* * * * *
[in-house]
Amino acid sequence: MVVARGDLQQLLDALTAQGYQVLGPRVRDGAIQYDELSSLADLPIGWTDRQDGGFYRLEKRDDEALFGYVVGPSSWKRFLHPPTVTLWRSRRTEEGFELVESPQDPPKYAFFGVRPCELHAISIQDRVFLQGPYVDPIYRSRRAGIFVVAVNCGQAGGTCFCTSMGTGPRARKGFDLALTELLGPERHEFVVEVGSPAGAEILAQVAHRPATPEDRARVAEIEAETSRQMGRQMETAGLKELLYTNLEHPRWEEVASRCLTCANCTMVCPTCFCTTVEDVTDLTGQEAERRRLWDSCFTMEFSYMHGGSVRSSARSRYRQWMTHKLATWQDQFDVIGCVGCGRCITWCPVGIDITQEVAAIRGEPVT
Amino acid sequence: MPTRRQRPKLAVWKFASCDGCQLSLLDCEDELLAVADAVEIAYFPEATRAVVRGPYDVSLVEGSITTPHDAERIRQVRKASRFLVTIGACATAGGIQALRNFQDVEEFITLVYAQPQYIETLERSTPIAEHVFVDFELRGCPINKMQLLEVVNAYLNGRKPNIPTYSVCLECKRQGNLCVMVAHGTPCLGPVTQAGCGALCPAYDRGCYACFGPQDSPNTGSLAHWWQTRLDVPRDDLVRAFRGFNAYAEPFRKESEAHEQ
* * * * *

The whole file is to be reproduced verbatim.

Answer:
[in-house]
Amino acid sequence: MVVARGDLQQLLDALTAQGYQVLGPRVRDGAIQYDELSSLADLPIGWTDRQDGGFYRLEKRDDEALFGYVVGPSSWKRFLHPPTVTLWRSRRTEEGFELVESPQDPPKYAFFGVRPCELHAISIQDRVFLQGPYVDPIYRSRRAGIFVVAVNCGQAGGTCFCTSMGTGPRARKGFDLALTELLGPERHEFVVEVGSPAGAEILAQVAHRPATPEDRARVAEIEAETSRQMGRQMETAGLKELLYTNLEHPRWEEVASRCLTCANCTMVCPTCFCTTVEDVTDLTGQEAERRRLWDSCFTMEFSYMHGGSVRSSARSRYRQWMTHKLATWQDQFDVIGCVGCGRCITWCPVGIDITQEVAAIRGEPVT
Amino acid sequence: MPTRRQRPKLAVWKFASCDGCQLSLLDCEDELLAVADAVEIAYFPEATRAVVRGPYDVSLVEGSITTPHDAERIRQVRKASRFLVTIGACATAGGIQALRNFQDVEEFITLVYAQPQYIETLERSTPIAEHVFVDFELRGCPINKMQLLEVVNAYLNGRKPNIPTYSVCLECKRQGNLCVMVAHGTPCLGPVTQAGCGALCPAYDRGCYACFGPQDSPNTGSLAHWWQTRLDVPRDDLVRAFRGFNAYAEPFRKESEAHEQ